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A Sister's Love

HOW Linda honors her sister’s legacy by bringing awareness to mental health

Linda Turk’s love for her younger sister sparked her and her family to establish a donor advised fund (DAF) with the Saint Paul & Minnesota Foundation in 2003. She named the fund the Carol A. Seifert Memorial Foundation to celebrate the memory of her sister, who tragically passed in 2002 after managing a lifelong battle with chronic depression and schizo-affective disorder.

“Carol had the biggest heart,” said Linda. “She liked to help people.”

Carol’s kindness is one reason Linda decided to honor her sister’s legacy by helping others who are living with mental illness.

After the passing of Linda’s parents in the late 80s, it became her and her family's responsibility to look out and advocate for Carol. This involved making sure Carol regularly saw a psychiatrist and social worker, attended day treatment and participated in other walk-in programs for people with mental health issues. To stay on top of things, Linda kept a three-ring binder and journal, documenting dates, conversations, visits and hospital stays her sister had when her sister’s mental state was too much to handle on her own.

“She would be fine, but then she would go into crisis and she would need to be hospitalized,” said Linda, recalling the time she cared for Carol. After a stay in the hospital, Carol would then transition to a group home for a short stay until she was stable enough to go back to her apartment.

Carol continued this cycle from 1989 up until the fall of 2001, when she once again moved into a group home after a crisis. It is during this time that Linda and Carol’s lives changed forever. Carol disappeared and went missing on December 30, 2001.

“At that time a person had to be missing for 72 hours before the police got involved,” said Linda.

She contacted Patty Wetterling [a well-known advocate whose son Jacob’s missing case went unsolved for nearly 27 years] for help. She advised Linda on the approach needed to find her sister.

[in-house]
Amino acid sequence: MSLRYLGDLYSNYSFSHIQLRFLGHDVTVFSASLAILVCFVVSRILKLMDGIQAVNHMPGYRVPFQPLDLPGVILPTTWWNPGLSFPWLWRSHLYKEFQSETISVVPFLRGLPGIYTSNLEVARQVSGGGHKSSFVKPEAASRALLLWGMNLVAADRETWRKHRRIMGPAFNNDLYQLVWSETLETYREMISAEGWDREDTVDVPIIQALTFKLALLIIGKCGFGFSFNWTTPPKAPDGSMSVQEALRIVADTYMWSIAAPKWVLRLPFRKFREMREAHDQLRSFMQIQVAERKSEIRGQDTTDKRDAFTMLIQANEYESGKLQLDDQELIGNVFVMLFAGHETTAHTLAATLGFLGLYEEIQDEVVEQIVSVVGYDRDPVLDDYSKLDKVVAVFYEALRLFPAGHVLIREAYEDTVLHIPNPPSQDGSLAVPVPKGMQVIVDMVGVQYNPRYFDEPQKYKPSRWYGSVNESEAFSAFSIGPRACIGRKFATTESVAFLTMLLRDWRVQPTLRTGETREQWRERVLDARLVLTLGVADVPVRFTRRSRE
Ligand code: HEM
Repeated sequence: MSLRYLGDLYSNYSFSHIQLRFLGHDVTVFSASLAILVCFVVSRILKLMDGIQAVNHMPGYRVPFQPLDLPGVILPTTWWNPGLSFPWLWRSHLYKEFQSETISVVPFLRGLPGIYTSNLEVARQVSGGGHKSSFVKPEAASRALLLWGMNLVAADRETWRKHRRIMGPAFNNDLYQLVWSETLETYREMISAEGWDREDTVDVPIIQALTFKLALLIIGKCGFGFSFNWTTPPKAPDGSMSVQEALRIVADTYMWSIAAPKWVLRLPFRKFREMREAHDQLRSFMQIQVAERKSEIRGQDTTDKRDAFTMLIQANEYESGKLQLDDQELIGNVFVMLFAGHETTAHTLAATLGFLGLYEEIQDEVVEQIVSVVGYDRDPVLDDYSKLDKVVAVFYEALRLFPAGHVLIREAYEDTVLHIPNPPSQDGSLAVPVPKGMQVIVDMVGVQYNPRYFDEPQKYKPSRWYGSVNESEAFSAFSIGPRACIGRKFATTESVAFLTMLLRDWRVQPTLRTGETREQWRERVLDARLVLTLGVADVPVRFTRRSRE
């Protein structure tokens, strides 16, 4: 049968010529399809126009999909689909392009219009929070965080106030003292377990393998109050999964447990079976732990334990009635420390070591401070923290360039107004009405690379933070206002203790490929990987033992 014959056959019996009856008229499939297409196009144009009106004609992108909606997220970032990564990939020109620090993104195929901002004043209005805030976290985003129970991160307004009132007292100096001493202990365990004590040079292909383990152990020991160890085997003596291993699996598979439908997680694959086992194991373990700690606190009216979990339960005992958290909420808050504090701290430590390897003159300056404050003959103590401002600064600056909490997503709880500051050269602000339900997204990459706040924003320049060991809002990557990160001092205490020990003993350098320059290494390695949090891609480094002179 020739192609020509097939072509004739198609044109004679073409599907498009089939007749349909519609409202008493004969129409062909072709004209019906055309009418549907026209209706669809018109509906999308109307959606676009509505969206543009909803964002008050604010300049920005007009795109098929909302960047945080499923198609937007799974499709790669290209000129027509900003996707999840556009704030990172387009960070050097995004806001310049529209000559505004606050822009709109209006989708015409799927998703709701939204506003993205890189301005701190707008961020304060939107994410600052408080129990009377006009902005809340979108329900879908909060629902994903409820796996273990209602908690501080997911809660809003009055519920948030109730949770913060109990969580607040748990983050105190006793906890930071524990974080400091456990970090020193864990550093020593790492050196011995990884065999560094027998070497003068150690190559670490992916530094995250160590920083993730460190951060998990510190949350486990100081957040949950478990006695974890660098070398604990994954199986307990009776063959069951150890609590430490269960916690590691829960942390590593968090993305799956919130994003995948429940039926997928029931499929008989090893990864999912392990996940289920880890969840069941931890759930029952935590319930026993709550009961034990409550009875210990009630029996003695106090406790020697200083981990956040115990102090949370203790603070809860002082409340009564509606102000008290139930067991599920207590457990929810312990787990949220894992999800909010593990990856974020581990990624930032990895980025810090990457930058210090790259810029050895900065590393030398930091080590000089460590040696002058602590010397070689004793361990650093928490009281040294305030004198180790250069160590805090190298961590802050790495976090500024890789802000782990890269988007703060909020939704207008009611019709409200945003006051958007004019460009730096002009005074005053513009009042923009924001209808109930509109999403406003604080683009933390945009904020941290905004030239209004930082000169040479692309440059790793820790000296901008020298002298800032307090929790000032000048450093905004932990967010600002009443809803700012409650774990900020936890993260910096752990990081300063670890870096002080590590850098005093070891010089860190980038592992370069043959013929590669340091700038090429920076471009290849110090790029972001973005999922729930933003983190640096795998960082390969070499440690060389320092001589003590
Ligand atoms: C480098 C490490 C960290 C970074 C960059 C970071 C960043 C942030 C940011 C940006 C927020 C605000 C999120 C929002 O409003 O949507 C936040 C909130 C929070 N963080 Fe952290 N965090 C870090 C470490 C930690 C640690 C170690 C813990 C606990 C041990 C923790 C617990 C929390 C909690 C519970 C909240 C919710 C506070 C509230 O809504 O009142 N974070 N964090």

Due to the waiting period for a missing person, Linda took things into her own hands, enlisting the help of family and friends to distribute flyers and conduct a massive search for Carol. According to Linda, it wasn’t until the media got involved in reporting the story that police joined the search.

After nearly a week of intensive looking by Linda, family, friends and the police, Carol’s body was discovered on January 5, 2002, in the Mississippi River. The Hennepin County Medical Examiner’s office ruled her cause of death a fresh water drowning (suicide).

Distraught about her sister’s passing and uncertain about the cause, Linda enlisted the help of a mental health attorney. With his help, she uncovered new information about her sister’s care and treatment.

She worked with the facility and her attorney to warrant mental health regulations were enforced. Her main concern was to see that others would not have the same experiences and tragic outcome as her sister. As a result other facilities began to assess their procedures and policies.

“All I wanted was to ensure that safeguards to be put in place for facilities to follow the Minnesota statutes, rules and regulations so they treat their residents with dignity and respect.”

Supporting Mental Health Organizations

Since establishing a donor advised fund (DAF) and starting the Carol A. Seifert Memorial Foundation, Linda has granted a total of $87,000 to organizations specializing in mental health services. These organizations include:

Linda is currently working with a children's mental health organization, the Minnesota Association for Children’s Mental Health, as well as continuing to support lesser known organizations that offer care focusing on specific aspects of mental health. Her hope is that by calling out deficiencies in the system, she can inspire others.

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